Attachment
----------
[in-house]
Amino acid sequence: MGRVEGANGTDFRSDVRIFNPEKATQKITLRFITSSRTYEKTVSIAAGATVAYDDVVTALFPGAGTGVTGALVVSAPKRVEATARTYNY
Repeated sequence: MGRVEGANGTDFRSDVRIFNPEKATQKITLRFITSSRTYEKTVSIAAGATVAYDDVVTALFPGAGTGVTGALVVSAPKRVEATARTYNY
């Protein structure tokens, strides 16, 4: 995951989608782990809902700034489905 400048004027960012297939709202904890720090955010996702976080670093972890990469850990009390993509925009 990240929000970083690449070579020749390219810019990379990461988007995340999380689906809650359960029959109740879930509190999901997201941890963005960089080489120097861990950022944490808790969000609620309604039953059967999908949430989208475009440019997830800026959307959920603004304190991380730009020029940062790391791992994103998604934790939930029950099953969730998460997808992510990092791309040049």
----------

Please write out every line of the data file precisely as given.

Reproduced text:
[in-house]
Amino acid sequence: MGRVEGANGTDFRSDVRIFNPEKATQKITLRFITSSRTYEKTVSIAAGATVAYDDVVTALFPGAGTGVTGALVVSAPKRVEATARTYNY
Repeated sequence: MGRVEGANGTDFRSDVRIFNPEKATQKITLRFITSSRTYEKTVSIAAGATVAYDDVVTALFPGAGTGVTGALVVSAPKRVEATARTYNY
């Protein structure tokens, strides 16, 4: 995951989608782990809902700034489905 400048004027960012297939709202904890720090955010996702976080670093972890990469850990009390993509925009 990240929000970083690449070579020749390219810019990379990461988007995340999380689906809650359960029959109740879930509190999901997201941890963005960089080489120097861990950022944490808790969000609620309604039953059967999908949430989208475009440019997830800026959307959920603004304190991380730009020029940062790391791992994103998604934790939930029950099953969730998460997808992510990092791309040049």